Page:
Illustration: Sarah Grillo/Axios

Apple on Friday announced a series of changes to the rules of the iOS App Store that make a bit more room for cloud-based video game services to run on iOS devices, but only if each game is separately submitted to Apple for review and approval.

Why it matters: Apple is under considerable criticism from a range of developers who want to see it soften its strict control of what's allowed in the App Store and reduce the number of products that are subject to a 30% commission.


  • Under a rule change announced Friday, Apple said companies like Google, with Stadia, or Microsoft, with xCloud, can offer a single "catalog" app of all their games, as long as the games are made individually available for Apple to review and for customers to download.
  • Apple also said it would not take a cut of online services that are offered by one individual to another, potentially easing concerns from Airbnb that Apple could demand a cut of online "experiences" its hosts offer.

Between the lines: Apple is trying to tweak things without giving up either its control over what is allowed in the store or the financial gains that come with its 30% cut of digital goods and services sold within apps.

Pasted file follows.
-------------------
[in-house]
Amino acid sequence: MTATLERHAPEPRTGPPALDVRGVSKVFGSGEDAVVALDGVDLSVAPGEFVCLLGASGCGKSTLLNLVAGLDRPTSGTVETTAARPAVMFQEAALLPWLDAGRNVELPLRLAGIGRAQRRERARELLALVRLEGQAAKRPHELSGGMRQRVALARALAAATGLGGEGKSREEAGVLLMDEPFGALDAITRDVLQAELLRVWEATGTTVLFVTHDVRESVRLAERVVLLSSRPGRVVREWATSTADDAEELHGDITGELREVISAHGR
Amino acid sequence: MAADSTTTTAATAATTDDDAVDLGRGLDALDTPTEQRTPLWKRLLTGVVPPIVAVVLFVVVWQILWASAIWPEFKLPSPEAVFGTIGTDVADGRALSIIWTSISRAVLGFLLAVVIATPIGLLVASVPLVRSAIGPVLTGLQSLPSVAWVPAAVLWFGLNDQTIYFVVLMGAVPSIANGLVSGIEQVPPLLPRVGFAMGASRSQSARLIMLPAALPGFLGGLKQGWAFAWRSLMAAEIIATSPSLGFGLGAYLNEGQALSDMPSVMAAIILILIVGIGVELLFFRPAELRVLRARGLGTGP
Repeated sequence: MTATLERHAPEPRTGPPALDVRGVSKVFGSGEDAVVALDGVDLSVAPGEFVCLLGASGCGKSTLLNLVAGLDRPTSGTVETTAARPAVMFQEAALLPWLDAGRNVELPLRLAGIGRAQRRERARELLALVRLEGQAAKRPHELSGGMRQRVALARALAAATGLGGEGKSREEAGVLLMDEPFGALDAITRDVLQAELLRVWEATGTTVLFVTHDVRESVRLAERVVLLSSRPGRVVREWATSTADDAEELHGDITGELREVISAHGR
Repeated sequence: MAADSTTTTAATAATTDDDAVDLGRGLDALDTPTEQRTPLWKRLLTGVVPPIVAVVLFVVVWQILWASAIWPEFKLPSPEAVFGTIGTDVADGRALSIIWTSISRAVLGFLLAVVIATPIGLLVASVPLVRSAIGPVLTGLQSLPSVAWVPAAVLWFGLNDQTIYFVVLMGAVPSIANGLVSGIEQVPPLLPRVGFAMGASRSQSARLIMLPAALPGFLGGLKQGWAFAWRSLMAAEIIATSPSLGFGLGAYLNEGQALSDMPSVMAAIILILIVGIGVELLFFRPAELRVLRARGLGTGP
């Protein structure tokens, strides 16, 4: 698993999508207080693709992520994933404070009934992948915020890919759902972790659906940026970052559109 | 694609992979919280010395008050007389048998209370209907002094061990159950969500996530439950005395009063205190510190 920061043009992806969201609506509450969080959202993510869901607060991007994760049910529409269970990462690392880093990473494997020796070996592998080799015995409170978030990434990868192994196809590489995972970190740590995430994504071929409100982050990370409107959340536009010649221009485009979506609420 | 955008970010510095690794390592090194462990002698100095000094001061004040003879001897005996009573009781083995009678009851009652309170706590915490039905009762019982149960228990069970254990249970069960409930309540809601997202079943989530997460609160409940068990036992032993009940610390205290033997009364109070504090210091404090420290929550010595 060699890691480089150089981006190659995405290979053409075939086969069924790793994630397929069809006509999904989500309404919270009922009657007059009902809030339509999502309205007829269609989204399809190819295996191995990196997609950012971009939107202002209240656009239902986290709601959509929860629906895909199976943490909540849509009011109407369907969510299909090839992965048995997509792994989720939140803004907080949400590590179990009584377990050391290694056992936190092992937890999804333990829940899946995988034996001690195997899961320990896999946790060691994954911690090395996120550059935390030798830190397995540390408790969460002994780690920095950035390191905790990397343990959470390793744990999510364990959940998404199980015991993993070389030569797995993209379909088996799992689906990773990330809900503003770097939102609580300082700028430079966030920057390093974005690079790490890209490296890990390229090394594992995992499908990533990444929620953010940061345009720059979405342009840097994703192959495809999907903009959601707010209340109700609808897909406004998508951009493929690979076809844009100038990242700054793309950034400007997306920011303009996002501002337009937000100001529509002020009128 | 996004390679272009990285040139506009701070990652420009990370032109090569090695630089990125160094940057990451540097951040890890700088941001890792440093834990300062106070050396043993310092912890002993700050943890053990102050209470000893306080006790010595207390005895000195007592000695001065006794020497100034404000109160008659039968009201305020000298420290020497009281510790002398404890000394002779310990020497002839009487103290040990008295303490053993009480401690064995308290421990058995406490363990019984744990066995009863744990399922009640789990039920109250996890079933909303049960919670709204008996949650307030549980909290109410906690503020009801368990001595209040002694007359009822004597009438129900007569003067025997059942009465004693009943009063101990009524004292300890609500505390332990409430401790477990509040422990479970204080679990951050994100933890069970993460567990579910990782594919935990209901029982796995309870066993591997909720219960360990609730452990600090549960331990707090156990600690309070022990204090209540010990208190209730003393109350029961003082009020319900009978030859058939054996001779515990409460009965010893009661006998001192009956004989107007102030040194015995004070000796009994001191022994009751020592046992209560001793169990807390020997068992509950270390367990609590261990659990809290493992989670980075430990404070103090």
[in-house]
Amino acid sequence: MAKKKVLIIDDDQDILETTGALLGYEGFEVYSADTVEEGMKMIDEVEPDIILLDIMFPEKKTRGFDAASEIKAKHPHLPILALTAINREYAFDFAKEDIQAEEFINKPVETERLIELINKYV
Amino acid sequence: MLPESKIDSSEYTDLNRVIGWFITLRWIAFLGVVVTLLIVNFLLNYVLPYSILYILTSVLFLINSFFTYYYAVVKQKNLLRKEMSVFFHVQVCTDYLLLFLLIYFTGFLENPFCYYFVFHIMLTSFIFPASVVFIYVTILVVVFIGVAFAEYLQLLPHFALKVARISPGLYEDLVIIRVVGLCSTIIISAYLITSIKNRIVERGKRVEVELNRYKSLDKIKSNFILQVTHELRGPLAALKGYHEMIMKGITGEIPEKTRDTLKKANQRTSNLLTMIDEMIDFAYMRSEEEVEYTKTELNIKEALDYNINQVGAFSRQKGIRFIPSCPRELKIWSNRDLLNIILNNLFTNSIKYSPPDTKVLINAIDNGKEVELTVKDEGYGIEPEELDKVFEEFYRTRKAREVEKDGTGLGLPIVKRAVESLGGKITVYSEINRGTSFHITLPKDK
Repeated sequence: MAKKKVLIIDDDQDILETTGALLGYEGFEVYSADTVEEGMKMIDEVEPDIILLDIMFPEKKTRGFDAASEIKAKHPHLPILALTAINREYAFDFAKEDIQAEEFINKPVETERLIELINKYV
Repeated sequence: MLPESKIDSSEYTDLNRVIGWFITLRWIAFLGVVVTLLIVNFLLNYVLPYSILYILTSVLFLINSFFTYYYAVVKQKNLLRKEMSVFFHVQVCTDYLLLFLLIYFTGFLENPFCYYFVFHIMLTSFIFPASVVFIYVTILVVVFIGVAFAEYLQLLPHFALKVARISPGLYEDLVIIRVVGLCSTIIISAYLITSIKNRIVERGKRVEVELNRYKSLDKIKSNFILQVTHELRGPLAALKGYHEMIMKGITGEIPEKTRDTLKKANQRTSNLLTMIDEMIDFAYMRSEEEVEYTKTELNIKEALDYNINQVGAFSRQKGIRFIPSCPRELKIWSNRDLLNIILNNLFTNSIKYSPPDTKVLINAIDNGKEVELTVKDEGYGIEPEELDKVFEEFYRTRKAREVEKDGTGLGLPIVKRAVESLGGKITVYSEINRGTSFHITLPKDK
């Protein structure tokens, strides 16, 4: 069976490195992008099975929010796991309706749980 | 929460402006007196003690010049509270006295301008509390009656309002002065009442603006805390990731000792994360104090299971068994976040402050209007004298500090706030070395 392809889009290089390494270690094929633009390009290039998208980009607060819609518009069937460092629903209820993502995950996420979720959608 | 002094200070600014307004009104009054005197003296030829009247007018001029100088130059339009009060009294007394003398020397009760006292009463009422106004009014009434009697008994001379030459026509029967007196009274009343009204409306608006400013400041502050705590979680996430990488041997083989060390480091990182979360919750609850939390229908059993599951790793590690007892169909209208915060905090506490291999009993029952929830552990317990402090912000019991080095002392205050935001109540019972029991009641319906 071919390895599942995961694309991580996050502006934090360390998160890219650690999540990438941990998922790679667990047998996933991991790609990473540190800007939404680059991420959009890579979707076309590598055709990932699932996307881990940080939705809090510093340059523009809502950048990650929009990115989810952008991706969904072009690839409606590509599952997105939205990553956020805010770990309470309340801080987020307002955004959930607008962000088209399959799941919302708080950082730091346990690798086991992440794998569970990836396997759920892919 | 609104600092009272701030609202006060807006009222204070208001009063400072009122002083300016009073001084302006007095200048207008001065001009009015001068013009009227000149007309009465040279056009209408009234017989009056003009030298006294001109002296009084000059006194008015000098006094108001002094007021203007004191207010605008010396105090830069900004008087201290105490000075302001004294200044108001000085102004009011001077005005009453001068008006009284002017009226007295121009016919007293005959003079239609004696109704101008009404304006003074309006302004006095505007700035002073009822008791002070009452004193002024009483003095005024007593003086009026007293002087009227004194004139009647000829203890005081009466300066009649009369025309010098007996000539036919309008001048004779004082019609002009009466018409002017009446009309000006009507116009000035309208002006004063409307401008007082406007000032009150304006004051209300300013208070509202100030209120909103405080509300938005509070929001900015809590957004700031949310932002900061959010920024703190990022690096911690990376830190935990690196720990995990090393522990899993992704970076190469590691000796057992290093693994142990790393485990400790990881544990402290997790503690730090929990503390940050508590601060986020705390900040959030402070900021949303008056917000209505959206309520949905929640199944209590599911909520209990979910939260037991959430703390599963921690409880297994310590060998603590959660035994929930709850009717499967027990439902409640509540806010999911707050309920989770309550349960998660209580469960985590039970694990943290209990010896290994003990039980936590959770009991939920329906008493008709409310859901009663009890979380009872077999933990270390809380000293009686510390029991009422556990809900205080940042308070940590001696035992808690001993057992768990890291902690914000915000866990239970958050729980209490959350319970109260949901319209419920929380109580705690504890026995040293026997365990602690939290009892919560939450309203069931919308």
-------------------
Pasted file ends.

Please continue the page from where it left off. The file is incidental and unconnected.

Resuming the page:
Our thought bubble: The change is another example of Apple trying to make its 2008 business model and rules fit with a dramatically changed world in which far more services are handled in the cloud and the distinction between digital and physical is blurring.

What they're saying: Microsoft said it was not satisfied with Apple's concession.

  • “This remains a bad experience for customers,” a company spokesperson said in a statement.

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The Commerce Department issued Friday an order blocking new downloads of WeChat and TikTok in the U.S. as of Sept. 20.

The state of play: President Trump has been in a standoff with TikTok, threatening to ban the app if its Chinese owner, ByteDance, does not relinquish control to a U.S. company. A deal is in the works with the American tech company Oracle, but would need to go through before Sunday to prevent TikTok from being ousted from app stores.

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America’s rapid and urgent transition to online school has come with a host of unforeseen consequences that are only getting worse as it continues into the fall.

The big picture: The issues range from data privacy to plagiarism, and schools are ill-equipped to deal with them, experts say.

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  2. U.S.: Total confirmed cases as of 7 a.m. ET: 6,766,631 — Total deaths: 199,268 — Total recoveries: 2,577,446 — Total tests: 94,211,463Map.
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  6. World: Guatemalan president tests positive for COVID-19 — The countries painting their pandemic recoveries green.